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When was Yeshua Really Born?

Updated: Dec 9, 2021

Secrets Surrounding the Birth of Messiah Part 5

Incidentally, this is why I believe that Yeshua was not born on December 25th or even in the fall, during the Feast of Tabernacles. Certainly, a case can be made for the latter, as He did come to “tabernacle among us” (John 1:14). However, it would have been unwise to call for a census when Jews were traveling to Jerusalem for the feast. Everyone had to return to his or her hometown. The fall holidays point to the second coming of Yeshua, while the spring ones point to His birth, death, and resurrection. 

It was in the spring that the Passover lambs were birthed. How do we know? Because the lambs for Passover had to be one-year-old (Ex. 12:5). They would have been born during the lambing season, the year before. This explains why there were shepherds in the field in the middle of the night. Normally, they would be sleeping, but because it was lambing season—the time when lambs give birth—they were out all night, in case one of the mothers went into labor. 

WOW! What imagery! They are looking for lambs to be birthed, when right under their nose, Miriam was giving birth to the Lamb of God. Jonathan Cahn goes further and teaches that Yeshua was born on Nissan 1. Nissan is the first month of the year, a time for new beginnings. But it would not be a time of pilgrimage or in the dead of the cold, wet winter. Cahn makes the case that every other major event in Yeshua’s life and kingdom coincides with a Jewish feast day:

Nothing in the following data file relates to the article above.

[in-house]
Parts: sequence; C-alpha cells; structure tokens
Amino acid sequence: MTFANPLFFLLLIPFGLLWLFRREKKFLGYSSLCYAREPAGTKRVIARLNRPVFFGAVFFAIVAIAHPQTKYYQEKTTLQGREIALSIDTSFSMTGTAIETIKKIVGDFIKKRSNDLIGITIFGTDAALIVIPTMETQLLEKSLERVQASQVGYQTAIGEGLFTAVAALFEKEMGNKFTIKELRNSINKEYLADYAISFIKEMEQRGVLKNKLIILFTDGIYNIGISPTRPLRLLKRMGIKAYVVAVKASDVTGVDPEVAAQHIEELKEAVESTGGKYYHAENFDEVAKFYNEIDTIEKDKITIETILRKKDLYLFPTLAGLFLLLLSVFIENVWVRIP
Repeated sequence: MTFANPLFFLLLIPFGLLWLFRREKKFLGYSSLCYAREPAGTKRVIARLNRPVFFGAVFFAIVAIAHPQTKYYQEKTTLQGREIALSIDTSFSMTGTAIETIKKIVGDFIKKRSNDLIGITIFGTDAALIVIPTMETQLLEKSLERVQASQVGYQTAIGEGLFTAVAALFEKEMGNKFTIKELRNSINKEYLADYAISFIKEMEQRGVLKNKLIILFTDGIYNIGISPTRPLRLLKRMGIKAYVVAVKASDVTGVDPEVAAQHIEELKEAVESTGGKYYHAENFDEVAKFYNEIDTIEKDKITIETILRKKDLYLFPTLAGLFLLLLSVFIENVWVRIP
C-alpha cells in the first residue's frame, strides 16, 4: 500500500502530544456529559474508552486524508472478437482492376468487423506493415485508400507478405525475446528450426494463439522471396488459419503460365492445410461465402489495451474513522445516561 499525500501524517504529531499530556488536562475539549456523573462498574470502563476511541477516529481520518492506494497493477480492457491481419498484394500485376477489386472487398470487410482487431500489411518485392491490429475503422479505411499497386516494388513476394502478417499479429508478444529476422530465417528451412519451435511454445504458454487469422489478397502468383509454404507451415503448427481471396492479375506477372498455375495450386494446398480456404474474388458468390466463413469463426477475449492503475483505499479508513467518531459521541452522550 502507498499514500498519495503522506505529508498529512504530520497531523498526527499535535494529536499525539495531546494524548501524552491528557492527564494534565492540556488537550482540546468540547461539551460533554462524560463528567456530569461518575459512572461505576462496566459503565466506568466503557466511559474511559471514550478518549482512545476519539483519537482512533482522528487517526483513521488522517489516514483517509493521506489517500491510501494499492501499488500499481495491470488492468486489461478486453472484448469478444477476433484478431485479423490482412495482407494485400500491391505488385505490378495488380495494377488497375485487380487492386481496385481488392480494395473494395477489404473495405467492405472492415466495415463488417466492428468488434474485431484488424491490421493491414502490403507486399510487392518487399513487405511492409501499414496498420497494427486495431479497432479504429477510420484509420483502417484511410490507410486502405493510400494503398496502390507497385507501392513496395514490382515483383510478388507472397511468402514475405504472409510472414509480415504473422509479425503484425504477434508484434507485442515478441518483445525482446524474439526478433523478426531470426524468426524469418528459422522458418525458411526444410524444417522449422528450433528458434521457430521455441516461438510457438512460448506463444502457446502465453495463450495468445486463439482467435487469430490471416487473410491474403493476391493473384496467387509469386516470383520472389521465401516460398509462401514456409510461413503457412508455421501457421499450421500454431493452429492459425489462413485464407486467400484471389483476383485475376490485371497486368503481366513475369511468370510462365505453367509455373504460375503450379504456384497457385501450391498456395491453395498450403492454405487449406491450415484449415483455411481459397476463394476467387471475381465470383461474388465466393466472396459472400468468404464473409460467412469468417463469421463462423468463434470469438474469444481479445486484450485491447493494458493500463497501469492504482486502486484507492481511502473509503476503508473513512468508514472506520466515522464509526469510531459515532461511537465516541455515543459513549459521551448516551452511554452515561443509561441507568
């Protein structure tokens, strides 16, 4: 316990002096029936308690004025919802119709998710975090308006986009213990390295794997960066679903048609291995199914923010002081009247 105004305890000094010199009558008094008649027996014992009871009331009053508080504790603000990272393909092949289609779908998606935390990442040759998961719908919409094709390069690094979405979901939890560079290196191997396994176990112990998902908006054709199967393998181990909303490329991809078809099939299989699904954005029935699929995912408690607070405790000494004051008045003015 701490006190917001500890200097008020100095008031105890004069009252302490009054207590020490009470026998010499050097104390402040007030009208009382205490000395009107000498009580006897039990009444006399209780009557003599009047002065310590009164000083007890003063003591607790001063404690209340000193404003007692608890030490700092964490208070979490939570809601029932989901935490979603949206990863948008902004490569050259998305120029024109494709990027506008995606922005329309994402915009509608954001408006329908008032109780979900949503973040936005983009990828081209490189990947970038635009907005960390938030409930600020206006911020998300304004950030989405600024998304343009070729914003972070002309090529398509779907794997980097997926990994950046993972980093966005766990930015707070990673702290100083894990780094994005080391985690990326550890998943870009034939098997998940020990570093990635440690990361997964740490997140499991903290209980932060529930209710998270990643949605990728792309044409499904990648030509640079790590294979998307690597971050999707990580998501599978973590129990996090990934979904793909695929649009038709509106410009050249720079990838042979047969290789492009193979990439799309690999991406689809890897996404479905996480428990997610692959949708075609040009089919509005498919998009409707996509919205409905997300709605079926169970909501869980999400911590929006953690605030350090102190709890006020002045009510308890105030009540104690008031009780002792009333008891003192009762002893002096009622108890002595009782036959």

1. Passover > His death

  2. First Fruit Offering is brought  (Lev. 23) > His resurrection

  3. Shavuot (Lev. 23) > Birth of the church (Acts 2)

  4. Rosh Hashanah > the Second Coming

  5. Yom Kippur > End time forgiveness (Zech. 13:1)

  6. Feast of Tabernacles > Wedding Supper of the Lamb (Is. 25, Rev. 19, Zech. 14)

So, it makes sense that His birth would also fall on a significant day on the Jewish calendar in the spring with the other prophetic events that point to His first coming. The first of Nissan is 14 days before Passover, which begins between the 14th and 15th day of Nissan. And, it is the first day of the Jewish New Year. You may be saying, wait…I thought Rosh Hashannah was the first day of the year. Actually, the biblical name is not “New Year” but Yom Hateruah, or the Feast of Trumpets. The rabbis turned it into a New Year, but it is actually the first day of the seventh month. 

Yes, Yeshua, the Passover lamb, may have been born with other lambs just before Passover.

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Shalom from Israel! I am Ron Cantor and this is my blog. I serve as the President of Shelanu TV.

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